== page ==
China’s rural residents are rushing to take advantage of government subsidies for electric appliances, but experts say the country will pay the price with more power shortages and pollution from coal.
At the end of the day, social stability—keeping the people happy—will override almost anything else.
Since the Ministry of Finance announced a 13 percent subsidy for farmers to buy televisions and other appliances in December, consumers have been going on a shopping spree, China’s official Xinhua news service reported Jan. 20.
The move, billed as the government’s “special present” to 900 million rural residents before the annual Spring Festival, was also aimed at stimulating domestic consumption, the news agency said.
The discounts have reportedly led to “crazy buying,” with farmers lining up for bargains on refrigerators, mobile phones, and televisions on the government’s preferential subsidy list. Manufacturers have cited thousands of sales per day.
Philip Andrews-Speed, a China energy expert at Scotland’s University of Dundee, said surging sales of power-consuming appliances means more electricity demand and more pollution from the country’s coal-fired power plants.
“This goes against what we had believed was a top government priority, which was energy conservation and energy efficiency,” Andrews-Speed said.
China’s government has been trying to meet a five-year goal of reducing major air pollutants by 10 percent and saving 20 percent of energy used per unit of GDP by 2010. So far, results have been mixed.
Andrews-Speed said subsidizing items such as televisions will make it harder to curb coal consumption and meet the government’s energy-saving goals. But the government also seems to be driven by complaints about the growing gap between rich and poor as wages in China’s cities rise.
“At the end of the day, social stability—keeping the people happy—will override almost anything else,” he said. “And I think this is what we’re seeing in this case.”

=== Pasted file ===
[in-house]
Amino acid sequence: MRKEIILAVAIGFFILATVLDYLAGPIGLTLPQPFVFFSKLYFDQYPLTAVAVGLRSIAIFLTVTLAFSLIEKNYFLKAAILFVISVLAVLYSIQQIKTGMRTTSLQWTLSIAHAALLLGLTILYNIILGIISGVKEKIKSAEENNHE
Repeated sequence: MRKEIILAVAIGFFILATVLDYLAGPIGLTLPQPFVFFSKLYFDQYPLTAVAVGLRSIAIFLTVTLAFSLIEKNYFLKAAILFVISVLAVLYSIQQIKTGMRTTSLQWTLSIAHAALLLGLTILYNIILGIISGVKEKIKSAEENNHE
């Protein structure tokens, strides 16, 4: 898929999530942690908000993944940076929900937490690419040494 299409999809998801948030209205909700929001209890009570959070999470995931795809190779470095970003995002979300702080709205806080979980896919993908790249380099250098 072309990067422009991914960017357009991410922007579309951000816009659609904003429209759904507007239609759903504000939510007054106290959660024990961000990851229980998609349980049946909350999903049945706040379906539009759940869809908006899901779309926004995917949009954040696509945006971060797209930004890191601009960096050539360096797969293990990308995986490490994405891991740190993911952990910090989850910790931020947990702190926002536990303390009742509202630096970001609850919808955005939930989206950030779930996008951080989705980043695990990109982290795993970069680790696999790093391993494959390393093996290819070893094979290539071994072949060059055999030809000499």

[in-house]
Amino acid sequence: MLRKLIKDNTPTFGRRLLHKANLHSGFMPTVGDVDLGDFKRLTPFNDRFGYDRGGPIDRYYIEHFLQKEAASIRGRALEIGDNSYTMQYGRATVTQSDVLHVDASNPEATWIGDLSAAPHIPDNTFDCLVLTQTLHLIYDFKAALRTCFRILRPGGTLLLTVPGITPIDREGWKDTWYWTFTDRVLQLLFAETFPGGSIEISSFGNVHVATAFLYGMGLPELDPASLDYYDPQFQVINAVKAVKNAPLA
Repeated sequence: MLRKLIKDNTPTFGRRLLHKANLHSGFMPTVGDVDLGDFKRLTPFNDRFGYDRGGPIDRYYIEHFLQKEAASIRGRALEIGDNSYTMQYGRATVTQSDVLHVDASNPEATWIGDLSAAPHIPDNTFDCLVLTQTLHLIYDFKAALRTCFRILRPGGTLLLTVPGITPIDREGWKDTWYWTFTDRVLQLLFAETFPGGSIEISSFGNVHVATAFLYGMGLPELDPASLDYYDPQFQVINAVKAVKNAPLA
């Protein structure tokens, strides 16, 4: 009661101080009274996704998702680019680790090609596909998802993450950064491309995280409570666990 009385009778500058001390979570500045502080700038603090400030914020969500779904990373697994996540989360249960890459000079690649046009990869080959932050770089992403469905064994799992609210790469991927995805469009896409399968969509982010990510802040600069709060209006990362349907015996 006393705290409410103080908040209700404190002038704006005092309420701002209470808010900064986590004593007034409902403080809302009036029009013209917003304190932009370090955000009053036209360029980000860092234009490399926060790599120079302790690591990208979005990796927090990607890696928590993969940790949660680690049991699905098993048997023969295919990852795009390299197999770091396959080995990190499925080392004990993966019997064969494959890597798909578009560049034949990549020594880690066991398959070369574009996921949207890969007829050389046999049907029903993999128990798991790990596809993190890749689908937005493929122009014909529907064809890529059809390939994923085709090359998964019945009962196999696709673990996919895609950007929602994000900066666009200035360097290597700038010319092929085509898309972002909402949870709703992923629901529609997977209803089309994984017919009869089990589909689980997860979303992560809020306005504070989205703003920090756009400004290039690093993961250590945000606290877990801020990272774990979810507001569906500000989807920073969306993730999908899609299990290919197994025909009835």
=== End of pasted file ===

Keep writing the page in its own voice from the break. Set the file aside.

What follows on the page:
But China’s government faces contradictions between its economic and energy policies as it struggles to stem inflation while ensuring a stable energy supply.
On Jan. 20, Vice Premier Zeng Peiyan called on major oil and power generators to boost production after hearing their annual reports, according to state media. But China’s State Council had said earlier in the month that it wouldn’t allow increases in fuel or power prices “in the near future,” giving producers no incentive to increase supplies.
The price freeze has already led to regional shortages of both fuel and electricity, as well as shrinking stockpiles of coal.
The power shortages may disappoint many of the farmers who have just invested in new electric appliances, said Robert Ebel, chairman of the energy program at the Washington-based Center for Strategic and International Studies.
“It may be that will happen—that everybody will get their color TV, and then they’ll plug it in. And suppose there’s no electricity, or the electricity is off for a couple of hours before it comes back on,” he said.
Ebel said that China’s contradictory policies may contribute to the social instability that the government has been trying to avoid.
“It’s just not going to work, and everybody’s going to end up being unhappy—the government and the people.”
Original reporting by Michael Lelyveld. Edited for the Web by Richard Finney.